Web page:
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He was holding down a wading pool.

He was holding down a wading pool.

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Luftikid is an inflatable child safety seat.

You’ve heard the tragic stories of children left in hot cars during the summer.

Keeping your family safe in your vehicle is of paramount importance, no matter where you are.

According to the American Association of Pediatrics (AAP), children under the age of 13 should always ride in the backseat of the car, in a car safety seat appropriate for their height, weight, and age.

The American Association of Pediatrics (AAP) recommends that children under the age of two ride rear-facing in a child safety seat.

If your child rides in a car safety seat, it’s a good idea to register the seat with the National Highway Traffic Safety Administration, or your car seat manufacturer (if not both).

All 50 states have child safety seat laws that require young children to be harnessed into approved child safety seats when in the car until they reach a certain age or a specified height and weight.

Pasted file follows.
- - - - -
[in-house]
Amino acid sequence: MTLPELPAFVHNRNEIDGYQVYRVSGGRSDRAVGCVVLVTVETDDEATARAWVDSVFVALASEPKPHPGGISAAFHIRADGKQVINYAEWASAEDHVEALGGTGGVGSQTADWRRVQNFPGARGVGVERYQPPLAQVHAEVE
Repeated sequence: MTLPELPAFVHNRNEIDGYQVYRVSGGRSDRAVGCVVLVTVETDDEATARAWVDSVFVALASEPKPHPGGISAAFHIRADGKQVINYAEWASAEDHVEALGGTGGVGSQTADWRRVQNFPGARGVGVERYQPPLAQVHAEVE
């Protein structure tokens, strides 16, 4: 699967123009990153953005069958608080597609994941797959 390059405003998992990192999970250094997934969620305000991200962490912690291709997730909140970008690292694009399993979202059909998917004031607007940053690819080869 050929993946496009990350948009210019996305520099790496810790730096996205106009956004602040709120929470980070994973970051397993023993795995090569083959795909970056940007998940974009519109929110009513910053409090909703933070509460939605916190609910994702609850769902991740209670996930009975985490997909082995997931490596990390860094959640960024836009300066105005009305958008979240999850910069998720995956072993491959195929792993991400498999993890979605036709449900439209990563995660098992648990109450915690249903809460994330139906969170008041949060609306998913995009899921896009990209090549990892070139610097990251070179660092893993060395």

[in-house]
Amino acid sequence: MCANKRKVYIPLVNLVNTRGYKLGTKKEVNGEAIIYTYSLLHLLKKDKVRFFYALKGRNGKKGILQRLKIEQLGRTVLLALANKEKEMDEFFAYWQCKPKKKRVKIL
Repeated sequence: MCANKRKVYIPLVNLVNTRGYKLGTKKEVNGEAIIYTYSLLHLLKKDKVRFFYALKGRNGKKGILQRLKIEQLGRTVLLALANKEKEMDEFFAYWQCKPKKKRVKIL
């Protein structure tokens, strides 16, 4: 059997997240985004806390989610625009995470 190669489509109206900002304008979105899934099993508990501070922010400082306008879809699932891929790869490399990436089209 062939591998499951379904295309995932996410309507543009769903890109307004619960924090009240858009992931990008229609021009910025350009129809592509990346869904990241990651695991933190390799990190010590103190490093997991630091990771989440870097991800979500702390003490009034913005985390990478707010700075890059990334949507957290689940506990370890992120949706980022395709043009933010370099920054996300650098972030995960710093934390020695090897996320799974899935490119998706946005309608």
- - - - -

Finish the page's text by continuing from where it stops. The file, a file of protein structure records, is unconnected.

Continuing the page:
Method 2 of 2: Check a forward-facing child safety seat installation Step 1: Check the position of the safety seat in the car.

Getting kids into the car and buckled in can be a hassle in and of itself, and once the little ones figure out how to unbuckle their own seat belts then there is one more thing to look out for.

Keeping children safe in and around vehicles requires constant attentiveness for parents.

Congratulations, you have a baby on the way! It’s an exciting time in your life -- once you’ve gotten over the panic of being responsible for a little life, that is.

Have you ever looked at a car driving by or parked on the side of the road and thought, “I wonder what that is?” You’re not alone.

In the state of Nevada, seat belt use is mandated by law.

In Wyoming, there are laws in place to protect children from injuries or death in the event of a motor vehicle crash.

In Wisconsin, there are laws in place to protect children from injuries or death should they be involved in a motor vehicle accident.

In West Virginia, children in motor vehicles have to be secured using an approved restraint system.

Car crashes are the main cause of death for children up to the age of 12 all across the country, and many of those deaths can be attributed to improper use (or no use) of restraint systems.